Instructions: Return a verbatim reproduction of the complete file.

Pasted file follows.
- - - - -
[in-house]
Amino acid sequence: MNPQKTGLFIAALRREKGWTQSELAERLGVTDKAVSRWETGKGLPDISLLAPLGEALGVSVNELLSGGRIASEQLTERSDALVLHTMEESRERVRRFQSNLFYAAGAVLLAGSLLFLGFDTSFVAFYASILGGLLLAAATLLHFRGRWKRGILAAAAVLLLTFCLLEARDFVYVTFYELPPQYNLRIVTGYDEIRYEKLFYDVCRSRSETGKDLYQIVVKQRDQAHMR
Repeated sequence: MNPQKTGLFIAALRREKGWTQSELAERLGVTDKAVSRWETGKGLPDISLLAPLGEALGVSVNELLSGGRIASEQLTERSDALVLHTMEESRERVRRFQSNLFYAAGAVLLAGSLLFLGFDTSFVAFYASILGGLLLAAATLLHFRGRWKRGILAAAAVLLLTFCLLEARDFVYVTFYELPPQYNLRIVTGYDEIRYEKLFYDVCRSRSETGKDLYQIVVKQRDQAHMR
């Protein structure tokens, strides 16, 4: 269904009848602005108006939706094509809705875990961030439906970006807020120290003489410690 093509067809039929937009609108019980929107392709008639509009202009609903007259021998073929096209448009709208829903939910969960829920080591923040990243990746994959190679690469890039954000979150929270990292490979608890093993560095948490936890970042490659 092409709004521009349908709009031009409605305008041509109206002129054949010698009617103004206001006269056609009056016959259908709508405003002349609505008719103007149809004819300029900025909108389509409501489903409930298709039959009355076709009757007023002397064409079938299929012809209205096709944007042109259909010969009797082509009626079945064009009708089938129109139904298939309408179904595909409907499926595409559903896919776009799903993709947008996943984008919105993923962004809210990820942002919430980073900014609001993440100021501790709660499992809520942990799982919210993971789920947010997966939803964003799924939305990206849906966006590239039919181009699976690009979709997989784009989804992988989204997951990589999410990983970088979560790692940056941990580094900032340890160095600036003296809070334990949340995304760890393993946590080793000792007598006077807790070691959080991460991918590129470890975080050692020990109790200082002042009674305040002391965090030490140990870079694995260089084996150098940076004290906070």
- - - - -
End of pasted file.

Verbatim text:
[in-house]
Amino acid sequence: MNPQKTGLFIAALRREKGWTQSELAERLGVTDKAVSRWETGKGLPDISLLAPLGEALGVSVNELLSGGRIASEQLTERSDALVLHTMEESRERVRRFQSNLFYAAGAVLLAGSLLFLGFDTSFVAFYASILGGLLLAAATLLHFRGRWKRGILAAAAVLLLTFCLLEARDFVYVTFYELPPQYNLRIVTGYDEIRYEKLFYDVCRSRSETGKDLYQIVVKQRDQAHMR
Repeated sequence: MNPQKTGLFIAALRREKGWTQSELAERLGVTDKAVSRWETGKGLPDISLLAPLGEALGVSVNELLSGGRIASEQLTERSDALVLHTMEESRERVRRFQSNLFYAAGAVLLAGSLLFLGFDTSFVAFYASILGGLLLAAATLLHFRGRWKRGILAAAAVLLLTFCLLEARDFVYVTFYELPPQYNLRIVTGYDEIRYEKLFYDVCRSRSETGKDLYQIVVKQRDQAHMR
């Protein structure tokens, strides 16, 4: 269904009848602005108006939706094509809705875990961030439906970006807020120290003489410690 093509067809039929937009609108019980929107392709008639509009202009609903007259021998073929096209448009709208829903939910969960829920080591923040990243990746994959190679690469890039954000979150929270990292490979608890093993560095948490936890970042490659 092409709004521009349908709009031009409605305008041509109206002129054949010698009617103004206001006269056609009056016959259908709508405003002349609505008719103007149809004819300029900025909108389509409501489903409930298709039959009355076709009757007023002397064409079938299929012809209205096709944007042109259909010969009797082509009626079945064009009708089938129109139904298939309408179904595909409907499926595409559903896919776009799903993709947008996943984008919105993923962004809210990820942002919430980073900014609001993440100021501790709660499992809520942990799982919210993971789920947010997966939803964003799924939305990206849906966006590239039919181009699976690009979709997989784009989804992988989204997951990589999410990983970088979560790692940056941990580094900032340890160095600036003296809070334990949340995304760890393993946590080793000792007598006077807790070691959080991460991918590129470890975080050692020990109790200082002042009674305040002391965090030490140990870079694995260089084996150098940076004290906070």